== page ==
When recording audio, find a quiet place to capture interviews and voices, to reduce distracting background noise.
3. Audio editing software.
Audacity is a free audio editing program that can be used to cut, edit, splice, and record audio–all very straightforward.
You can also use programs like Adobe Audition for more in-depth editing.
4. Slideshow software.
Several publications use Final Cut Pro to put together an audio slideshow. iMovie also can do the job.
For fast production and ready web publishing, try Soundslides. A free demo is available on the site.
Soundslides is a very intuitive program for uploading photos and audio, and adjusting timing points and transitions. It also has a feature for exporting to web if you have an FTP set up.
Share your project on your website. If you don’t have one, check out Weebly.com to make a free customizable site.
6. Be inspired.
Check out some of the links above and explore a bit for ideas.
One of my favorite examples of the simple, yet powerful integration of photography with another medium is the package by New York Times, One in 8 Million.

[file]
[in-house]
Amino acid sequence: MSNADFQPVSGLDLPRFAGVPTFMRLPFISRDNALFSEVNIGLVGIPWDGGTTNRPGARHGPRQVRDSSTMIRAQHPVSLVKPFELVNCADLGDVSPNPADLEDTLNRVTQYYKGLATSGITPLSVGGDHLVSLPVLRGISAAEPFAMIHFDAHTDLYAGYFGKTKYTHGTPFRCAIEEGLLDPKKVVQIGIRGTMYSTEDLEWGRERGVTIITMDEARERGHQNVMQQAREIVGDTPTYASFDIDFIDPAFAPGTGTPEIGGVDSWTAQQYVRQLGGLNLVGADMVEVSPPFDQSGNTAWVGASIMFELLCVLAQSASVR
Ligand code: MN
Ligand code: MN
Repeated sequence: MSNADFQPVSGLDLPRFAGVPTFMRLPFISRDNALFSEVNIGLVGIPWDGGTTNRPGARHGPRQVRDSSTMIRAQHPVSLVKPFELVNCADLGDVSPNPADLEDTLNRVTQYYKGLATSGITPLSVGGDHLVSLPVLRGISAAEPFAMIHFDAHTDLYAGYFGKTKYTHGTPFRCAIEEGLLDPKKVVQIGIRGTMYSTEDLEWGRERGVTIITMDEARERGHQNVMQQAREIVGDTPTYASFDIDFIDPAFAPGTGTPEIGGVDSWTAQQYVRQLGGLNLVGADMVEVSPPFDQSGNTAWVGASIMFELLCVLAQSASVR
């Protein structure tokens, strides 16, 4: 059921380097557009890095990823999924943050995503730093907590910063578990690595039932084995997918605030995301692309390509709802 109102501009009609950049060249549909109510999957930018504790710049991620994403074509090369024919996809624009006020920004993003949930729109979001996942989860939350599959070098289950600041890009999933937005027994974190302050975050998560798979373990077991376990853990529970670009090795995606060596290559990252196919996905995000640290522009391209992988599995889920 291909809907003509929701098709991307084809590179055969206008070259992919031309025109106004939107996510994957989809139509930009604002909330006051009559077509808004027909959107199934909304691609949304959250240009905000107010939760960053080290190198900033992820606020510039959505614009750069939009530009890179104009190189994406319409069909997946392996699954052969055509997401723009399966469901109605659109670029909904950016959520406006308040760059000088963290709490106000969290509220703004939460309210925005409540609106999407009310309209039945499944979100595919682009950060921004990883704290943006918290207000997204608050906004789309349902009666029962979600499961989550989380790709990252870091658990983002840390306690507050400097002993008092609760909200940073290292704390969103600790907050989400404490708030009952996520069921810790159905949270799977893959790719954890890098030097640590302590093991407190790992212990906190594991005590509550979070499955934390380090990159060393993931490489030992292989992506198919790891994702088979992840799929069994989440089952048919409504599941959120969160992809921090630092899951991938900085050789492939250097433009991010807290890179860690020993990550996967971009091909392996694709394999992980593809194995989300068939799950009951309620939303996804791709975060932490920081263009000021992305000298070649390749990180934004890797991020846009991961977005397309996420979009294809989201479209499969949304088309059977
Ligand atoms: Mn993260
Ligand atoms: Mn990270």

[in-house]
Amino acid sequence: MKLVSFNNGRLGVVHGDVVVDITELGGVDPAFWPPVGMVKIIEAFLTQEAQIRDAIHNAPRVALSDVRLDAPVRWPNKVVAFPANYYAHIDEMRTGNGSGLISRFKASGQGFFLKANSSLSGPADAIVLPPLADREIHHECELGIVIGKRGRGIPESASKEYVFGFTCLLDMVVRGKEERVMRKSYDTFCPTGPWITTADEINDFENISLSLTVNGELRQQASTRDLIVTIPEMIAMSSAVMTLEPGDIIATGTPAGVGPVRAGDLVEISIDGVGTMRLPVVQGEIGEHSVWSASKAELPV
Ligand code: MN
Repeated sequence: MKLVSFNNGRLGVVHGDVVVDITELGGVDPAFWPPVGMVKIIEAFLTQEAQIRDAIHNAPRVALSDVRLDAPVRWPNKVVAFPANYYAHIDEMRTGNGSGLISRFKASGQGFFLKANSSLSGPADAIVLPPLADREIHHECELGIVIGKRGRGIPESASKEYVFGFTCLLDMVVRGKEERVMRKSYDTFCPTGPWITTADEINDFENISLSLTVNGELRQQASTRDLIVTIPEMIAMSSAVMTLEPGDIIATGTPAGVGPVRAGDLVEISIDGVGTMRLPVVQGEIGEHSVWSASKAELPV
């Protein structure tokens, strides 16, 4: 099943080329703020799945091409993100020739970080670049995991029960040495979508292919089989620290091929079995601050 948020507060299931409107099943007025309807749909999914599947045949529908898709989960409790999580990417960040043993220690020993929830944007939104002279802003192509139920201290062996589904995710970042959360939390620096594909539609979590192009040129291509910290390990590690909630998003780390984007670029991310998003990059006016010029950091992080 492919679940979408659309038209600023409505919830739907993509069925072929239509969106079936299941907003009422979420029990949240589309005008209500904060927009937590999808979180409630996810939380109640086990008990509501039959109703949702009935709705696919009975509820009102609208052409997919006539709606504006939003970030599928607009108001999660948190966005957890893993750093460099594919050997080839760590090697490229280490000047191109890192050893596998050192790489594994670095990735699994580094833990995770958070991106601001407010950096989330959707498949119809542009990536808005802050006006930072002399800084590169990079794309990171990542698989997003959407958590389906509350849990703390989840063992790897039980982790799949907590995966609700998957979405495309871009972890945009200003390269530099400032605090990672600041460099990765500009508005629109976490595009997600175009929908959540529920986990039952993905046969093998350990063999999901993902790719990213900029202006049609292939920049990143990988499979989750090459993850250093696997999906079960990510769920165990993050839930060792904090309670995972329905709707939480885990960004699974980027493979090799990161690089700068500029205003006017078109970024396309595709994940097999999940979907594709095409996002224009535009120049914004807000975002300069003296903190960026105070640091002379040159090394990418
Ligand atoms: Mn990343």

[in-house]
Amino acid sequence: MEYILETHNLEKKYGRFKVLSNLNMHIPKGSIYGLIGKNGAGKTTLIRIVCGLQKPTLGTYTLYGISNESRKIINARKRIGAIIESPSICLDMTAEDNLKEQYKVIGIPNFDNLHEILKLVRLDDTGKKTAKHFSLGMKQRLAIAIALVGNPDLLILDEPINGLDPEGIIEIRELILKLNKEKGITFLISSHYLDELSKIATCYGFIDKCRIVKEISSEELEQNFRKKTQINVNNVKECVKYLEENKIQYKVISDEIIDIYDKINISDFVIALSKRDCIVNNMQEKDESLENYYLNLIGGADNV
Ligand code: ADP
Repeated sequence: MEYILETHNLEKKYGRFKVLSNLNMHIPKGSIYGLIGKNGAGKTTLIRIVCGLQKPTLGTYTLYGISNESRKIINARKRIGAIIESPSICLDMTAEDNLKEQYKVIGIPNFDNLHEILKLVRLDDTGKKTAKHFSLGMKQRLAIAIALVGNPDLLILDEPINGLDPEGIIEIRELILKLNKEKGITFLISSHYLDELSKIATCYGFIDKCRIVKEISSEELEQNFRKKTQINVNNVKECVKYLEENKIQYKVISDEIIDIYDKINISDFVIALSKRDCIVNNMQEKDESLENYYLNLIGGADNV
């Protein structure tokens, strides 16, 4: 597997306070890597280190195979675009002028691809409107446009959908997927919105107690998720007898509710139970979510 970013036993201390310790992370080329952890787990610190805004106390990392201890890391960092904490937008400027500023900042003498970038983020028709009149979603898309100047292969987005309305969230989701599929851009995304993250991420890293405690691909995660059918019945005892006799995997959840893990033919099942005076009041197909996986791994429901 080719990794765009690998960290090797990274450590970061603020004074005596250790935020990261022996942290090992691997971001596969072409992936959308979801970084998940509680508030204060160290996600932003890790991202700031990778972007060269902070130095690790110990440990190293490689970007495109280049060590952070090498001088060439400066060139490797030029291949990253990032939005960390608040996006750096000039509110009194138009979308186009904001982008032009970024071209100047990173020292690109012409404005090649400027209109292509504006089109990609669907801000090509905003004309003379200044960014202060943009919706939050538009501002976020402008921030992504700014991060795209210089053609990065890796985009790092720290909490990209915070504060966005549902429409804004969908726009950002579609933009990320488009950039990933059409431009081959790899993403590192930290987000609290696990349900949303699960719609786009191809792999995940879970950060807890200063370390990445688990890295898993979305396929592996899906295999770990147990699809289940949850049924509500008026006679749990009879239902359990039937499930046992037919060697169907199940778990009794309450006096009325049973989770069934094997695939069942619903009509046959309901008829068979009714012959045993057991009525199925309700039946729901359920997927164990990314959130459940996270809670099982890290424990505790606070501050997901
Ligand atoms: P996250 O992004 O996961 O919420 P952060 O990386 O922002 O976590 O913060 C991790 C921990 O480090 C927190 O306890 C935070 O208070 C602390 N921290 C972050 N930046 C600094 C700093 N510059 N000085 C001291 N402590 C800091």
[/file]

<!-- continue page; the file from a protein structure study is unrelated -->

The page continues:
The project tells one story each week, focusing on one central character, someone you might brush shoulders with on the subway of New York. The subject describes, in his or her own words, anything from their own personal struggles, triumphs, daily life or something that defines them. The images work to visually capture the story with a timeless quality, in black and white.
Together, the two mediums form a very intimate local human-interest story that fosters a sense of community–which is quite an impressive undertaking considering the expansiveness of New York City.
If you’ve got a favorite multimedia site or an audio slideshow to show off, share a link!